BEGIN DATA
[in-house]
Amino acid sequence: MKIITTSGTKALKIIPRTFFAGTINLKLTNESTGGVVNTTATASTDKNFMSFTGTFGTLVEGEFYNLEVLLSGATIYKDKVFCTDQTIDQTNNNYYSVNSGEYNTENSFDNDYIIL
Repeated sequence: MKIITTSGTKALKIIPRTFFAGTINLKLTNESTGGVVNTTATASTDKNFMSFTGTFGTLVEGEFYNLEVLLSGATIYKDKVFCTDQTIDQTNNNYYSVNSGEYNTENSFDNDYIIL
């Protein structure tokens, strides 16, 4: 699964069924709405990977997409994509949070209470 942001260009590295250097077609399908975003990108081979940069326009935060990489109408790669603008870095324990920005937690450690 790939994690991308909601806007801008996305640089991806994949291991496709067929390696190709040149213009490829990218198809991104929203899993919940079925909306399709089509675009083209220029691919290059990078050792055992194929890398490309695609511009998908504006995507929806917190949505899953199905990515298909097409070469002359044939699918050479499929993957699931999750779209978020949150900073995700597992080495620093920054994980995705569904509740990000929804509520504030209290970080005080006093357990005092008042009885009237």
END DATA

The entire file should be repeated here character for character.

[in-house]
Amino acid sequence: MKIITTSGTKALKIIPRTFFAGTINLKLTNESTGGVVNTTATASTDKNFMSFTGTFGTLVEGEFYNLEVLLSGATIYKDKVFCTDQTIDQTNNNYYSVNSGEYNTENSFDNDYIIL
Repeated sequence: MKIITTSGTKALKIIPRTFFAGTINLKLTNESTGGVVNTTATASTDKNFMSFTGTFGTLVEGEFYNLEVLLSGATIYKDKVFCTDQTIDQTNNNYYSVNSGEYNTENSFDNDYIIL
């Protein structure tokens, strides 16, 4: 699964069924709405990977997409994509949070209470 942001260009590295250097077609399908975003990108081979940069326009935060990489109408790669603008870095324990920005937690450690 790939994690991308909601806007801008996305640089991806994949291991496709067929390696190709040149213009490829990218198809991104929203899993919940079925909306399709089509675009083209220029691919290059990078050792055992194929890398490309695609511009998908504006995507929806917190949505899953199905990515298909097409070469002359044939699918050479499929993957699931999750779209978020949150900073995700597992080495620093920054994980995705569904509740990000929804509520504030209290970080005080006093357990005092008042009885009237």